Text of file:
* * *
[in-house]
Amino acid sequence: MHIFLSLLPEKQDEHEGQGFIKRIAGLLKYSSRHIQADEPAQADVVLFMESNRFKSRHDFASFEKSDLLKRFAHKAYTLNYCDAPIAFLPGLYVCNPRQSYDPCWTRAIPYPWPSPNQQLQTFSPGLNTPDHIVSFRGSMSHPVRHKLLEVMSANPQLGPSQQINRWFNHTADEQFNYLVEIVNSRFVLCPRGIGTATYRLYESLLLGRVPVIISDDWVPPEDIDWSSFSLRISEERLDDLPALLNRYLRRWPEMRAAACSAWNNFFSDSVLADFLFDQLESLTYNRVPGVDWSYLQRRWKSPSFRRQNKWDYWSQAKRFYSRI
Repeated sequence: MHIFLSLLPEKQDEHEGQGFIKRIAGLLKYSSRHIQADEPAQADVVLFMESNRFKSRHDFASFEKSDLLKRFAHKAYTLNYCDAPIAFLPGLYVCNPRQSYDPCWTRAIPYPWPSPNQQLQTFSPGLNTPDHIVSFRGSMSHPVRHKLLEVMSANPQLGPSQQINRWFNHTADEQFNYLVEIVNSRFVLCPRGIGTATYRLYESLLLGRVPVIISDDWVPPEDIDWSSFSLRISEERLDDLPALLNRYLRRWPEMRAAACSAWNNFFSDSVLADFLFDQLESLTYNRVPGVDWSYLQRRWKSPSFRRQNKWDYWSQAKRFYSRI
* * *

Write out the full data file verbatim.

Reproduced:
[in-house]
Amino acid sequence: MHIFLSLLPEKQDEHEGQGFIKRIAGLLKYSSRHIQADEPAQADVVLFMESNRFKSRHDFASFEKSDLLKRFAHKAYTLNYCDAPIAFLPGLYVCNPRQSYDPCWTRAIPYPWPSPNQQLQTFSPGLNTPDHIVSFRGSMSHPVRHKLLEVMSANPQLGPSQQINRWFNHTADEQFNYLVEIVNSRFVLCPRGIGTATYRLYESLLLGRVPVIISDDWVPPEDIDWSSFSLRISEERLDDLPALLNRYLRRWPEMRAAACSAWNNFFSDSVLADFLFDQLESLTYNRVPGVDWSYLQRRWKSPSFRRQNKWDYWSQAKRFYSRI
Repeated sequence: MHIFLSLLPEKQDEHEGQGFIKRIAGLLKYSSRHIQADEPAQADVVLFMESNRFKSRHDFASFEKSDLLKRFAHKAYTLNYCDAPIAFLPGLYVCNPRQSYDPCWTRAIPYPWPSPNQQLQTFSPGLNTPDHIVSFRGSMSHPVRHKLLEVMSANPQLGPSQQINRWFNHTADEQFNYLVEIVNSRFVLCPRGIGTATYRLYESLLLGRVPVIISDDWVPPEDIDWSSFSLRISEERLDDLPALLNRYLRRWPEMRAAACSAWNNFFSDSVLADFLFDQLESLTYNRVPGVDWSYLQRRWKSPSFRRQNKWDYWSQAKRFYSRI